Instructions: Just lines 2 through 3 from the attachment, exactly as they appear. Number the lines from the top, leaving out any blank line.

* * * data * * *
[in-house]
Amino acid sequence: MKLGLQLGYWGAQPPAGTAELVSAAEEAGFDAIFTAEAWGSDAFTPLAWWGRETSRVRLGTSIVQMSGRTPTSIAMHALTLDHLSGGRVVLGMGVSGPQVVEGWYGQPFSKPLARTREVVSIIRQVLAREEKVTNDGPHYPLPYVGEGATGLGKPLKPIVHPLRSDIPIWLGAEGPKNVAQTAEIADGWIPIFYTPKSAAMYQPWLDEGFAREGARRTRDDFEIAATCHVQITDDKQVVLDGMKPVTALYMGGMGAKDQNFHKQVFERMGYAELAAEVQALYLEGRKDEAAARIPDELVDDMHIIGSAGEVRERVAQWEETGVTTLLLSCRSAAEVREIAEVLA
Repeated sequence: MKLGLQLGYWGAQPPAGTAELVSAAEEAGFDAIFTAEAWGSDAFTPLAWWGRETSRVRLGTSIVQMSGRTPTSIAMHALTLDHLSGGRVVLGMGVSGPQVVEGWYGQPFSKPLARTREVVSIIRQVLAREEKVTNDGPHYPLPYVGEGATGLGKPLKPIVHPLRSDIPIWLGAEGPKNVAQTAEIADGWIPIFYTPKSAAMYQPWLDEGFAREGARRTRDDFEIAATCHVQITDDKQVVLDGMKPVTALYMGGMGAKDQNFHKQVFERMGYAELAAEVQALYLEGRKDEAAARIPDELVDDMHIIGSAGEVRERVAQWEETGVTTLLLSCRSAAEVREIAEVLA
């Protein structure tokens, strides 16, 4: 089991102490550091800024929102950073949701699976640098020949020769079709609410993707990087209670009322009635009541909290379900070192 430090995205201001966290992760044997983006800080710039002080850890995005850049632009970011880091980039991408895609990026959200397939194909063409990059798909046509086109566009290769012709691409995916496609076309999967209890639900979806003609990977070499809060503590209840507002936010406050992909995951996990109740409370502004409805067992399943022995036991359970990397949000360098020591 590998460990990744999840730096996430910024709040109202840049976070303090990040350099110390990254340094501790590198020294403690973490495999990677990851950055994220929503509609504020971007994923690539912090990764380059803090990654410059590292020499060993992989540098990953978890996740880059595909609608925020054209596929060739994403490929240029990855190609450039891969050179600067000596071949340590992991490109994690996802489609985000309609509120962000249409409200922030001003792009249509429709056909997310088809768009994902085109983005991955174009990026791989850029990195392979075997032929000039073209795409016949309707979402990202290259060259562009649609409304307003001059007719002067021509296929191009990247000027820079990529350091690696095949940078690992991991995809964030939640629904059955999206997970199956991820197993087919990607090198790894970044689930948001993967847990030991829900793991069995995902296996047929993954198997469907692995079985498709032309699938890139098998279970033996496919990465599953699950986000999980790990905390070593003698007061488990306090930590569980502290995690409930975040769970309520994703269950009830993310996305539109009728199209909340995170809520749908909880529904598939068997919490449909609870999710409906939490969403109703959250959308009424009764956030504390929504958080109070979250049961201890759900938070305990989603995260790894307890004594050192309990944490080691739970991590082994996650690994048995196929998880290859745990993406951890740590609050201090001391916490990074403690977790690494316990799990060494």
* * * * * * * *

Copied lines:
Amino acid sequence: MKLGLQLGYWGAQPPAGTAELVSAAEEAGFDAIFTAEAWGSDAFTPLAWWGRETSRVRLGTSIVQMSGRTPTSIAMHALTLDHLSGGRVVLGMGVSGPQVVEGWYGQPFSKPLARTREVVSIIRQVLAREEKVTNDGPHYPLPYVGEGATGLGKPLKPIVHPLRSDIPIWLGAEGPKNVAQTAEIADGWIPIFYTPKSAAMYQPWLDEGFAREGARRTRDDFEIAATCHVQITDDKQVVLDGMKPVTALYMGGMGAKDQNFHKQVFERMGYAELAAEVQALYLEGRKDEAAARIPDELVDDMHIIGSAGEVRERVAQWEETGVTTLLLSCRSAAEVREIAEVLA
Repeated sequence: MKLGLQLGYWGAQPPAGTAELVSAAEEAGFDAIFTAEAWGSDAFTPLAWWGRETSRVRLGTSIVQMSGRTPTSIAMHALTLDHLSGGRVVLGMGVSGPQVVEGWYGQPFSKPLARTREVVSIIRQVLAREEKVTNDGPHYPLPYVGEGATGLGKPLKPIVHPLRSDIPIWLGAEGPKNVAQTAEIADGWIPIFYTPKSAAMYQPWLDEGFAREGARRTRDDFEIAATCHVQITDDKQVVLDGMKPVTALYMGGMGAKDQNFHKQVFERMGYAELAAEVQALYLEGRKDEAAARIPDELVDDMHIIGSAGEVRERVAQWEETGVTTLLLSCRSAAEVREIAEVLA